I would like to offer one more observation on the topic of equalizers. Being somewhat of a purist, I do not generally engage EQ's. As a point of fact, I run all my main channels un-EQ'd. But when it comes to subwoofers, I currently feel that equalizers are nearly essential to getting good bass response due to the realities of life. Most users don't have the flexibility to position their subs in the best place for smooth response. Instead, the woofer goes in the most convenient space in the room and equalization becomes a necessity to obtain the best performance. That's how it works for me; the sub goes in the front-left corner of my theater and I use the EQ to correct the tonal response.
The Optimum-12 is equipped with a two-character LED display. It's one of the really bright blue ones that may be distracting if not for the fact that it can be turned off. I turned it off. It does come on to confirm remote or hard button input. It also gives feedback in all areas of operation by way of abbreviated, logical messages.
The cabinet is sealed. All things being equal, a sealed cabinet design will start to roll off sooner than a bass reflex design. A sealed cabinet usually rolls off at 6 db/octave while a ported enclosure typically rolls off at 12 db/octave. Sealed enclosures also tend to produce bass that is perceived to be "tighter" and more in time with the music.
One of the first things I did after unboxing this sub was to perform the knuckle rap test which produced a hollow, ringing sound and caused me to furrow my brow just a little. According to Velodyne, a rigid cabinet is not a major design priority for the Optimum subs. They feel that the gently curved shape of the cabinet's side walls, along with the stresses induced by the cone's motion obviate the need to provide a more robust cabinet. While I have the intuitive sense that they are probably correct, most of what I have read would have me believe that a thin cabinet wall would produce its own distortion by way of propagating sympathetic vibrations into the listening space. Still, Velodyne is a highly respected sub design and manufacturing company with a stellar reputation. They obviously know what they are doing. The proof is in the pudding as they say. I did not hear any deleterious sounds from this sub that could be due to cabinet vibrations.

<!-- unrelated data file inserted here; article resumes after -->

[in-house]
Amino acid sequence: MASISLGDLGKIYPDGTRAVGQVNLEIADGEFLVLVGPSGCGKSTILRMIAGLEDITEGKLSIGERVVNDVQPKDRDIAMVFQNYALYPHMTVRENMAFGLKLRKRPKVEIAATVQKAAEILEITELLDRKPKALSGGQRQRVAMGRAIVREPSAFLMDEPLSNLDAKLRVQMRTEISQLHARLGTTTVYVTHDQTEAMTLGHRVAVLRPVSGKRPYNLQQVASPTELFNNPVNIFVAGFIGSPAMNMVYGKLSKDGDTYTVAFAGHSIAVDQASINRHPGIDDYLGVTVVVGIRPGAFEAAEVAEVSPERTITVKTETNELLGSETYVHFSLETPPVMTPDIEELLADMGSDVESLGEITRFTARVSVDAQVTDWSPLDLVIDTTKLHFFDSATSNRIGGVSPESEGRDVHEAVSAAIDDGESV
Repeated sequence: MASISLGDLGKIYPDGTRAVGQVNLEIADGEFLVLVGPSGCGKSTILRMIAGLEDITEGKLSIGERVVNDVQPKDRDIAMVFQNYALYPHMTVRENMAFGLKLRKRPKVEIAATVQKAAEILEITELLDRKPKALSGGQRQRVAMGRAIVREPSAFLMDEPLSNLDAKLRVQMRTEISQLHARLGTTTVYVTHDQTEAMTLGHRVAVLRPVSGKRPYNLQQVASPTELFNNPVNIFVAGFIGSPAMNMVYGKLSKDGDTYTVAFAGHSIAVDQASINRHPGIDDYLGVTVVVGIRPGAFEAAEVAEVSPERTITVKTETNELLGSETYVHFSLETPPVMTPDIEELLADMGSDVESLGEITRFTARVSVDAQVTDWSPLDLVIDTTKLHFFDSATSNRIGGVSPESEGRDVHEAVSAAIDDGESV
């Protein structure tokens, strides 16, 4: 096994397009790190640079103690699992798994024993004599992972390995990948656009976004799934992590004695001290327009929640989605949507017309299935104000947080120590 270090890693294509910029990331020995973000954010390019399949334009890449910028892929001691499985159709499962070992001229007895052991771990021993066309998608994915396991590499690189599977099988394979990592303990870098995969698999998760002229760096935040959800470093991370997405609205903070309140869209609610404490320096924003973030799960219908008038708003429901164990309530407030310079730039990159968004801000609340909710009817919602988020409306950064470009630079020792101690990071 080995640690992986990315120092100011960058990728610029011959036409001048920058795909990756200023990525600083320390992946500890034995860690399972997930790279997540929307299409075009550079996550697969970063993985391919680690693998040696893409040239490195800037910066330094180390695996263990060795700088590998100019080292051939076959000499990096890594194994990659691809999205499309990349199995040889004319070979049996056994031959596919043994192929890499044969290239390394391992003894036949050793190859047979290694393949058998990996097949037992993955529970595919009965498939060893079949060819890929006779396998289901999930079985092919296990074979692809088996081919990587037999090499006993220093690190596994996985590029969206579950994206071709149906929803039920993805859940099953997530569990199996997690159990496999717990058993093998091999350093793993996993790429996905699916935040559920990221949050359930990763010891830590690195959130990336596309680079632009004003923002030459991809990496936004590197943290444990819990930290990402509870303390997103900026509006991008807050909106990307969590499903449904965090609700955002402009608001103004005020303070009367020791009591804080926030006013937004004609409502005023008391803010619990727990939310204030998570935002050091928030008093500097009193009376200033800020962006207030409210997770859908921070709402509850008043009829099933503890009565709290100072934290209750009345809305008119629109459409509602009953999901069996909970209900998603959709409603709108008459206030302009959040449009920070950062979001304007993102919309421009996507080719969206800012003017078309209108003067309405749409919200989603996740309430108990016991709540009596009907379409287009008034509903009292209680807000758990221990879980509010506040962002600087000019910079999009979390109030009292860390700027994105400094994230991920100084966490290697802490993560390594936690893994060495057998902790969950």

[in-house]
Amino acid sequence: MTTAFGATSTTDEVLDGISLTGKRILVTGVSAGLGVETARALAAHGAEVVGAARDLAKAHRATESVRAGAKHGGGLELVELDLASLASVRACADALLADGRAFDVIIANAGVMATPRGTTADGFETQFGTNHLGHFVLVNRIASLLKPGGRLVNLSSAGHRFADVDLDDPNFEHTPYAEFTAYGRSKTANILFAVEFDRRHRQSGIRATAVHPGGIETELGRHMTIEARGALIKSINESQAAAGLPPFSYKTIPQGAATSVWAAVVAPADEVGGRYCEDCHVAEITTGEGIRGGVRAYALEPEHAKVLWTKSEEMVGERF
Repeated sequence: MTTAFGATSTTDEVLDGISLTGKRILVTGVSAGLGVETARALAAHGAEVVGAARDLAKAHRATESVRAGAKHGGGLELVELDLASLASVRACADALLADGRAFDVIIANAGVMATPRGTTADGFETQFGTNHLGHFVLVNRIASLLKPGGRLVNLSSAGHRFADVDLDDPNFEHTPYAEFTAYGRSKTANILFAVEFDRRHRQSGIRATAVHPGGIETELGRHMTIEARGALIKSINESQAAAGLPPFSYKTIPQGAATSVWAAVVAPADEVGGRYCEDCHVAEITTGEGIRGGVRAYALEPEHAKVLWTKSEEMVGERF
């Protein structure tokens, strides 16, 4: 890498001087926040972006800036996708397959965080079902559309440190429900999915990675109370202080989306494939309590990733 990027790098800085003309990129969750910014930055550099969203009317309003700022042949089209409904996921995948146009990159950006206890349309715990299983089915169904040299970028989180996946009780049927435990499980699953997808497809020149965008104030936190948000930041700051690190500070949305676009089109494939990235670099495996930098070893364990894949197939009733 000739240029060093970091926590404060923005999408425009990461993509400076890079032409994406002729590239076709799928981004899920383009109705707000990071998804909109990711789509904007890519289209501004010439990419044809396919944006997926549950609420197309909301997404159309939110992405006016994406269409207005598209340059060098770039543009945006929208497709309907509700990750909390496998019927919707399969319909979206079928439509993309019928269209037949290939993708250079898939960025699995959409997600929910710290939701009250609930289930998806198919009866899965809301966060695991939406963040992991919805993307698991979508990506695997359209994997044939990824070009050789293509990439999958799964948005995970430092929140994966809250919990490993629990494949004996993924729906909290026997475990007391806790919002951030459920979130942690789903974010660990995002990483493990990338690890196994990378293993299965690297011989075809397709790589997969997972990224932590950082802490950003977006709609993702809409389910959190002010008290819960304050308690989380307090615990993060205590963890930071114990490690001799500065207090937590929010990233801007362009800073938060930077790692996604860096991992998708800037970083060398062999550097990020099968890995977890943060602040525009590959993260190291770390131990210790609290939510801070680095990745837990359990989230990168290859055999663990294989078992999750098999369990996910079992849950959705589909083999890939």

I am really impressed by the driver in this sub. It is a 12" nominal diameter driver with a generous surround. The cone is Kevlar-reinforced and looks like it could withstand a dynamite blast. The basket is cast, not forged. The dual-layer voice coil does its thing in a strong magnetic field courtesy of a massive 21.6 pound magnet structure. Velodyne does not spec the Xmax for their driver. I would venture that its maximum excursion spec is quite substantial.
The plastic grille sports a Velodyne logo at the bottom. The grille is affixed by way of de rigueur plastic nubs. The look is utilitarian. I wish Velodyne would go with a magnetic grille: I like the look with the grille off and the female parts of the mounting hardware affect the resultant look.
The Optimum-12 comes with installed rubber cones in lieu of the more typical metal cones or rubber feet.